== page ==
Filmmaker and producer Vidhi Kasliwal has made a documentary on the life of the Jain monk Acharya Vidyasagar. Titled Vidyoday, the film will feature the journey of his life story through interactions and is beautifully depicted through sand art by the well-known Italian sand artist Fatmir Mura.
In an exclusive conversation with Road To Divinity, Kasliwal gets candid on the process of making the documentary and its aim.
Although I am a Jain, I have not grown up doing darshans of muni and offering them aahaar (food). There is a temple in Nasiya ji about Adinath ji, the first tirthankar. It is made of gold. That temple was built by my great great grandfather from my mother’s side. This is how I have some connection with the community and muni culture.
When opportunity knocked on the door:
My mama (maternal uncle) told me that Acharya Vidyasagar ji’s diksha is completing 50 years. They had planned many activities for the occasion. That’s how the idea of making a documentary originated. I thought of giving it a shot as it was something new for me too. For going ahead, We had to take guidance and a nod from some people of Jain community.
First glimpse of Acharya Vidyasagar:
I thought first and foremost I should do his darshan because I had never met him or had read much about him. When I went for his darshan, I don’t know what came over me. I was moved to tears. Just his aura touched me so much that I literally started crying. That’s when I decided to do this film.
It took an extensive research for us to know about him and his journey. We had to collate information from various sources. We have another muni Pramansagar ji Maharaj. He gave a lot of guidance. Despite being an exalted muni, he left it up to me as a filmmaker which is such a big thing. He said he would just point out if there is any factual error.
We have been working on it for three years. It was been such an enriching experience for our team. We went to Rajasthan, Madhya Pradesh and Karnataka to shoot. Despite so many hardships, It has been a wonderful experience.
Tougher than feature filmmaking:
We had an outline in our mind on the kind of topics we would like to cover. But it is not like fiction where you know the story and where to shoot it. We had to just go with the flow and then we edited it in a way that it tells a story. Once you have the content and the conversations, then you have to weave a story out of it.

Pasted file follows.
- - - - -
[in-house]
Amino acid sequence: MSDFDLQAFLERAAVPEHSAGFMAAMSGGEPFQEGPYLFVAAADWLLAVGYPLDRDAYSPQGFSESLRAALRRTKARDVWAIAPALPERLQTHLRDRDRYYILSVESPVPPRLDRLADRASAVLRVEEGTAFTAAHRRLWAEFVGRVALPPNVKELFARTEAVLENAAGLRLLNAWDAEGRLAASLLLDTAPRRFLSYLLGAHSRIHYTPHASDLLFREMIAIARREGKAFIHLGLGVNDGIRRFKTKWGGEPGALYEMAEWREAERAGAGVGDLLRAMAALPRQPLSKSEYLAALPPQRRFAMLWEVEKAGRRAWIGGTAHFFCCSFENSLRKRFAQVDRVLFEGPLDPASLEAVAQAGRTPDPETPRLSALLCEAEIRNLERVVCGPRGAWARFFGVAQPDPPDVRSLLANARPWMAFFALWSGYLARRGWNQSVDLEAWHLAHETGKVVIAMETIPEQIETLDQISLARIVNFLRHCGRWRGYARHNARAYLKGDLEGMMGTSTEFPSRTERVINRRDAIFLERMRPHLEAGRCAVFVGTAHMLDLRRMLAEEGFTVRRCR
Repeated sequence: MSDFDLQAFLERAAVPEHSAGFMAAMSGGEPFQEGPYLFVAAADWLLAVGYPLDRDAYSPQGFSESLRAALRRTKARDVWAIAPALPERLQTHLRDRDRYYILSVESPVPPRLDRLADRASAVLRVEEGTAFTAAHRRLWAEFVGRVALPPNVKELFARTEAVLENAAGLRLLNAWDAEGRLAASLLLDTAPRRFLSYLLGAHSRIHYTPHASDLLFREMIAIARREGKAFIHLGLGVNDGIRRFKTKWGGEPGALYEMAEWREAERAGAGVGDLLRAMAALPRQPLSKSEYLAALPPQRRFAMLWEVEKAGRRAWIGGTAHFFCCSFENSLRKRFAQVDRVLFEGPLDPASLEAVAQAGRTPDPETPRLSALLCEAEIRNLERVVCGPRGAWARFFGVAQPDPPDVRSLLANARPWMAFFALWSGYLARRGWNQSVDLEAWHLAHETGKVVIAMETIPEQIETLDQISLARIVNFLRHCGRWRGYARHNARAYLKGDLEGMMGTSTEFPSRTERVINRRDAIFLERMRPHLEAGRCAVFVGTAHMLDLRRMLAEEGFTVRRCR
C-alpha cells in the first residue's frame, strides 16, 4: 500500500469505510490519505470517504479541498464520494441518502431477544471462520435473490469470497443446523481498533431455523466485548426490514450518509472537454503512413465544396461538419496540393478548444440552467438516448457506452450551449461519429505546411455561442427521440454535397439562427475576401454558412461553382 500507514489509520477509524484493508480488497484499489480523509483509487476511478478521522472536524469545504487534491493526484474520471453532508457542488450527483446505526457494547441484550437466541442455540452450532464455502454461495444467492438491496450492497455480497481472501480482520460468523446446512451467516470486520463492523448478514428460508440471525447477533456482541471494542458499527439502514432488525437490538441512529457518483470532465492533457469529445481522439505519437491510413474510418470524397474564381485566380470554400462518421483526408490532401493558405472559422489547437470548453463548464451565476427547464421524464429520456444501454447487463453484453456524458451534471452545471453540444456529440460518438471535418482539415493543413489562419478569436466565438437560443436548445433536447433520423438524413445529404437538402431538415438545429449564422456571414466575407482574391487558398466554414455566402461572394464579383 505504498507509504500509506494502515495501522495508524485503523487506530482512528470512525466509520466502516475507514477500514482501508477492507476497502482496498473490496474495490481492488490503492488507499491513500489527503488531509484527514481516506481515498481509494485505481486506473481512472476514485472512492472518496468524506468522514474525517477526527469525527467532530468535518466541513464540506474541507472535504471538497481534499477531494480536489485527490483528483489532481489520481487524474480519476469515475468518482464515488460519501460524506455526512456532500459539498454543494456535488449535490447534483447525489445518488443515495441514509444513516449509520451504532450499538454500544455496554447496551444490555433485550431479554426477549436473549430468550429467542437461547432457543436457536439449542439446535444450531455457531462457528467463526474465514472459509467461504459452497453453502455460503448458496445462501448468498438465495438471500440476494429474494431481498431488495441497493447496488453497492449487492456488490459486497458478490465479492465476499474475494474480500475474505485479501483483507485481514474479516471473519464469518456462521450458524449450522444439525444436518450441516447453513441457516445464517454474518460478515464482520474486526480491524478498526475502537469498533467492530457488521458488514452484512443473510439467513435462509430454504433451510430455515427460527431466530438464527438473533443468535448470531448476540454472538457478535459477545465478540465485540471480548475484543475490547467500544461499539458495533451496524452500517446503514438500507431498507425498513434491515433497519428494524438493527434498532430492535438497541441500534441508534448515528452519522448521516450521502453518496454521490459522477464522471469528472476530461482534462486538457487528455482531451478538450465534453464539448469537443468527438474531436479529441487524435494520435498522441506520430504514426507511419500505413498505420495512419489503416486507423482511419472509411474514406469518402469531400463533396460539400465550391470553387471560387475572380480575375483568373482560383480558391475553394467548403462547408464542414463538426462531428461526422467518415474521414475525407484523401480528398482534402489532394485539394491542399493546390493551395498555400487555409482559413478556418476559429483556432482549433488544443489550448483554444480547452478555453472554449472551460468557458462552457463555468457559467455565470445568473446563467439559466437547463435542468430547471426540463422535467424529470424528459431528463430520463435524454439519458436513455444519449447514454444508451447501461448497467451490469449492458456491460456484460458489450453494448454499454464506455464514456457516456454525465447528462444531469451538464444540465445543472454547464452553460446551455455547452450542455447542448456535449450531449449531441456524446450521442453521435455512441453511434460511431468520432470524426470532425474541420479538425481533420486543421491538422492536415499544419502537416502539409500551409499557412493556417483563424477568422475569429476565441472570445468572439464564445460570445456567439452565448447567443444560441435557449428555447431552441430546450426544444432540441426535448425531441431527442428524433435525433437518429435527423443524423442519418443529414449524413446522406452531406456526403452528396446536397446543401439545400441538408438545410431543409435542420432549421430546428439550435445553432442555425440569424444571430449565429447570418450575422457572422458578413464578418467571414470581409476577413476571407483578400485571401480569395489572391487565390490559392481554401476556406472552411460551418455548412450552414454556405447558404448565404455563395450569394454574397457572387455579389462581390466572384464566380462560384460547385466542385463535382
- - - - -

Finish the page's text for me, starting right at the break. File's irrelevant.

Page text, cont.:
Filming a Documentary is much tougher than making a fictional film. Till you get on the edit table, you don’t really know how it will shape up.
Not willing to cast someone to play Acharya Vidyasagar:
We found interesting anecdotes from his two brothers and two sisters, who have followed the same path. We were wondering how to recreate it as there are no pictures or footages. Some people suggested me to cast someone and shoot those portions and make it like a docu drama. But in doing so the essence of him being such an exalted person would have been lost. I think it would not have been appropriate to cast someone in his role.
Idea of roping in Sand Artist Fatmir Mura:
Besides philosophy and religion, he is also a literary scholar. He has written this epic 500 page poem called Muk Maati. I thought why not recreate something from Maati (sand) and we came up with the idea of roping in a sand artist.
We didn’t know Fatmir Mura at all as he lives in Florence, Italy. We were just rummaging through Google typing things like ‘best sand artist’ etc. That’s how we came across his name. We went through his work on YouTube and it was excellent. We just randomly messaged him on Facebook. He replied and that’s how the journey started.
Non-Indian getting to know Acharya Vidyasagar:
It was going to be a very challenging task. Almost 35% of the film is conveyed through sand art. So, it had to be engaging and convey the details and nuances of storytelling correctly. It was going to be time consuming. It has taken almost two years to get the sand art in place.
Fatmir gave one full round of only rough sketches. As he is not Indian, it took him little time to grasp the Indianness. Like the attires of ladies and how should one write ‘Shree.’ But he is intelligent and hats off to him for being patient enough and and bring the emotions out so well.
Life story engaging enough for the youngsters:
We wanted to be as true as possible to his life and journey. I feel his life and journey is so engaging that we didn’t have to put that extra effort to make it so. The incidents that happened in his life makes you feel it’s a fictional film. I feel because of the exposure to the digital platform, the youth has also got interested in watching documentaries.
Message not confined to Jainism:
I think more than him being a religious leader, he is a philosophical and literary personality with a sense of humour. He is aware of the challenges we are facing in today’s times and how we should face them. I feel people will connect to him beyond religion. It is not about him talking about the Jain religion. It is about his principles that people should lead their life with. Like equality, non-violence, carrying out hard work etc.
About the release of the film:
Our ultimate goal would be to have it on a digital platform for people to stream it as and when they would like to. But as of now we are concentrating on theatrical screenings. It will be like an on demand release in theatres.
- By: Keyur Seta